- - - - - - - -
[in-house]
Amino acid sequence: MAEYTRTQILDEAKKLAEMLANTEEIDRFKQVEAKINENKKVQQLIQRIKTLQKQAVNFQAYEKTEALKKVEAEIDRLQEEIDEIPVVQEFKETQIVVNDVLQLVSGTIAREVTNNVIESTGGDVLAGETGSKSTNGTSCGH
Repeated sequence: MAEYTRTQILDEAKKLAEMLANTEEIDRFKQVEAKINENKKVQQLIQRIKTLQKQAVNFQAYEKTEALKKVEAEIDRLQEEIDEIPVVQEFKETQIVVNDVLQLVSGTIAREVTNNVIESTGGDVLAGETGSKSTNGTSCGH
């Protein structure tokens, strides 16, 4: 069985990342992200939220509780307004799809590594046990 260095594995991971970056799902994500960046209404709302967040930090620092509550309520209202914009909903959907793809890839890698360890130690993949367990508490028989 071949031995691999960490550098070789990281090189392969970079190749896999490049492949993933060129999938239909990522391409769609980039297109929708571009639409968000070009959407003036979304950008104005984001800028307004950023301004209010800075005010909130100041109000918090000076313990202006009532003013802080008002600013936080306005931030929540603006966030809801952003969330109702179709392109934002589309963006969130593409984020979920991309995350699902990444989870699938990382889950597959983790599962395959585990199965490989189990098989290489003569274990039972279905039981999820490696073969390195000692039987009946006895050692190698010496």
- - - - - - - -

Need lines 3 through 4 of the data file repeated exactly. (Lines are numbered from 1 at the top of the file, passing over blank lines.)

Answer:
Repeated sequence: MAEYTRTQILDEAKKLAEMLANTEEIDRFKQVEAKINENKKVQQLIQRIKTLQKQAVNFQAYEKTEALKKVEAEIDRLQEEIDEIPVVQEFKETQIVVNDVLQLVSGTIAREVTNNVIESTGGDVLAGETGSKSTNGTSCGH
């Protein structure tokens, strides 16, 4: 069985990342992200939220509780307004799809590594046990 260095594995991971970056799902994500960046209404709302967040930090620092509550309520209202914009909903959907793809890839890698360890130690993949367990508490028989 071949031995691999960490550098070789990281090189392969970079190749896999490049492949993933060129999938239909990522391409769609980039297109929708571009639409968000070009959407003036979304950008104005984001800028307004950023301004209010800075005010909130100041109000918090000076313990202006009532003013802080008002600013936080306005931030929540603006966030809801952003969330109702179709392109934002589309963006969130593409984020979920991309995350699902990444989870699938990382889950597959983790599962395959585990199965490989189990098989290489003569274990039972279905039981999820490696073969390195000692039987009946006895050692190698010496």